The Food and Drug Administration (FDA) granted accelerated approval to nelarabine in 2005 for the treatment of T-cell leukemia or lymphoma that has not gotten better with other treatments or has recurred after earlier chemotherapy.
That provisional approval was based on results of two earlier NCI-funded phase 2 clinical trials, one in children and one in adults, Smith said. The COG trial was designed in the hopes of providing evidence to support a full FDA approval for nelarabine in newly diagnosed patients, he explained.
A Dramatic Improvement in Outcomes Since the Early 1990s
As recently as the early 1990s, Smith noted, 4-year disease-free survival rates for children with T-ALL were only about 60 percent. To achieve 4-year disease-free survival of more than 90 percent “is really a remarkable advance,” he said.
Furthermore, 90 percent of all patients in the trial, regardless of which treatment they received, were still alive after 4 years.
“These are the best outcomes reported to date in a COG trial for children with this cancer, and they are equivalent to or better than outcomes that have been reported by [other clinical trial] groups throughout the world,” Dunsmore said.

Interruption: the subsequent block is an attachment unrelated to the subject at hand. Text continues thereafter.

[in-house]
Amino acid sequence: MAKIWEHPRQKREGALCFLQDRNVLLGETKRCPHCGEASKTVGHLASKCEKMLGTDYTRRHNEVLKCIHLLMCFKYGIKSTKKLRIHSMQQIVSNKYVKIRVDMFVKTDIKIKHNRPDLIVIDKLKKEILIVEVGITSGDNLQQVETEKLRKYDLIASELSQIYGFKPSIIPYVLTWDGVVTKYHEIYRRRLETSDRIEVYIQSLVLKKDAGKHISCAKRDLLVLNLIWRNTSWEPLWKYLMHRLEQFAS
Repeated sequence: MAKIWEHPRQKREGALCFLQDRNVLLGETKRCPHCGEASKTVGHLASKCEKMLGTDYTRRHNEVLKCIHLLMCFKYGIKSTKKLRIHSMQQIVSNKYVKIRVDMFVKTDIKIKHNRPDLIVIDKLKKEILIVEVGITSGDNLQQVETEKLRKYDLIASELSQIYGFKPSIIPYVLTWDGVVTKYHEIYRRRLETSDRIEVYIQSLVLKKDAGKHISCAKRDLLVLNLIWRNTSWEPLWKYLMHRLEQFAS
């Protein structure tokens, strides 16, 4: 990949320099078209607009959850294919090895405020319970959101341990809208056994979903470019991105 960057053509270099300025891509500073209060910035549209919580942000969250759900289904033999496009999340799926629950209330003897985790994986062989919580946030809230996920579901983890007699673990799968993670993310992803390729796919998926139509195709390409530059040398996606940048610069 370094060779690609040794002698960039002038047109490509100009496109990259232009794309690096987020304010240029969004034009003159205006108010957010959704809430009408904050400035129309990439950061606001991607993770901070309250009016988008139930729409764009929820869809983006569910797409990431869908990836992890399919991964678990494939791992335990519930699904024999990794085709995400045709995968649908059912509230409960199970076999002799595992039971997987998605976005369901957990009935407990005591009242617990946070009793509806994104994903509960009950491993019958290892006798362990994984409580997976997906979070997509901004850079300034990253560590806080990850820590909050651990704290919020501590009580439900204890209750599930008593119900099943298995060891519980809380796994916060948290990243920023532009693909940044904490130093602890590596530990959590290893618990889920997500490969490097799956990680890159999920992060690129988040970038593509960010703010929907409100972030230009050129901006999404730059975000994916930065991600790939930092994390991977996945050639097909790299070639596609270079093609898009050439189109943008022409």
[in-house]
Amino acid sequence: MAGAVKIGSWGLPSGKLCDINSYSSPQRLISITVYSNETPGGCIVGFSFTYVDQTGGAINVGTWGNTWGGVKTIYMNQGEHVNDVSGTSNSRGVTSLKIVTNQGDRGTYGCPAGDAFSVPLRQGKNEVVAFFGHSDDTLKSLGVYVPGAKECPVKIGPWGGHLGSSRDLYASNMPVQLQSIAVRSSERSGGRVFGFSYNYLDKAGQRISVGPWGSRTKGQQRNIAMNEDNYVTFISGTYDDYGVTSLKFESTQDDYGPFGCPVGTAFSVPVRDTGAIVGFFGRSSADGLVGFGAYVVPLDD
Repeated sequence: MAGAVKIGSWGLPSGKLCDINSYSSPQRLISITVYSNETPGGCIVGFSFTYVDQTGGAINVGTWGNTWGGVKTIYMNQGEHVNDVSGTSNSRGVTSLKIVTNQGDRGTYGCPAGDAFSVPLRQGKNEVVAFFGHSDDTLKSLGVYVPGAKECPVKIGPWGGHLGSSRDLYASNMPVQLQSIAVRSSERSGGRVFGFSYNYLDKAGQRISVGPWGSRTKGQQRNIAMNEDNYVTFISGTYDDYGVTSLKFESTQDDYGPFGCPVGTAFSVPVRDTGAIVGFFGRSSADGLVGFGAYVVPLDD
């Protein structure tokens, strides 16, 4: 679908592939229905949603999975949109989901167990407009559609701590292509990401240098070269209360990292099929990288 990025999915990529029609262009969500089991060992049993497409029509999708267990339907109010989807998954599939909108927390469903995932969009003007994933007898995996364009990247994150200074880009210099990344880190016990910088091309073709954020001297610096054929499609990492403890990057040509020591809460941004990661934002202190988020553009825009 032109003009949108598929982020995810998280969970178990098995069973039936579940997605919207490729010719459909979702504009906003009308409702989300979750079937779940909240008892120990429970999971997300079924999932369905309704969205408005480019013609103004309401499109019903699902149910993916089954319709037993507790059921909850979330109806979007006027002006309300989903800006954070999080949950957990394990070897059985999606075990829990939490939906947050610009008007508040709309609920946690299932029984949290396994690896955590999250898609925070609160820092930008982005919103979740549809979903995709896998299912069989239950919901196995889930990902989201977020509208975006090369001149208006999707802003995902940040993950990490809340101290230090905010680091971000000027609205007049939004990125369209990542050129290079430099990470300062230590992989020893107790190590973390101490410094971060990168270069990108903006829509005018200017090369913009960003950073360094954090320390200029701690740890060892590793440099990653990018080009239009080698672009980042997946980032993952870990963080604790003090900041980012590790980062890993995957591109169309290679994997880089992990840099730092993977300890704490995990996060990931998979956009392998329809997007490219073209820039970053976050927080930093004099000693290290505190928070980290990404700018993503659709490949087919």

Until recently, the best 4- to 5-year disease-free survival rates for childhood T-ALL hovered around 80 percent.
Although the patients in the COG trial received lower doses of radiation than were used in the past, most oncologists are moving away from using any radiation to treat ALL, when possible, to avoid the risk of late effects, Smith said. These effects can include cognitive problems, learning disabilities, and hormonal problems, as well as new cancers that develop in the irradiated area.
“Some clinicians are already using nelarabine similarly to the way it was used in this trial and omitting the radiation,” Smith said. But, he added, “we’ll need more research before we can ensure that a nelarabine treatment regimen without cranial irradiation is an appropriate standard of care.”
The COG researchers plan to follow patients in the trial for several more years, “as we do for all COG studies, so we can make sure patients are maintaining the results that we’ve seen and to try to understand what future complications may arise,” Dunsmore said.
This post was originally published on June 14, 2018, by the National Cancer Institute. It is republished with permission.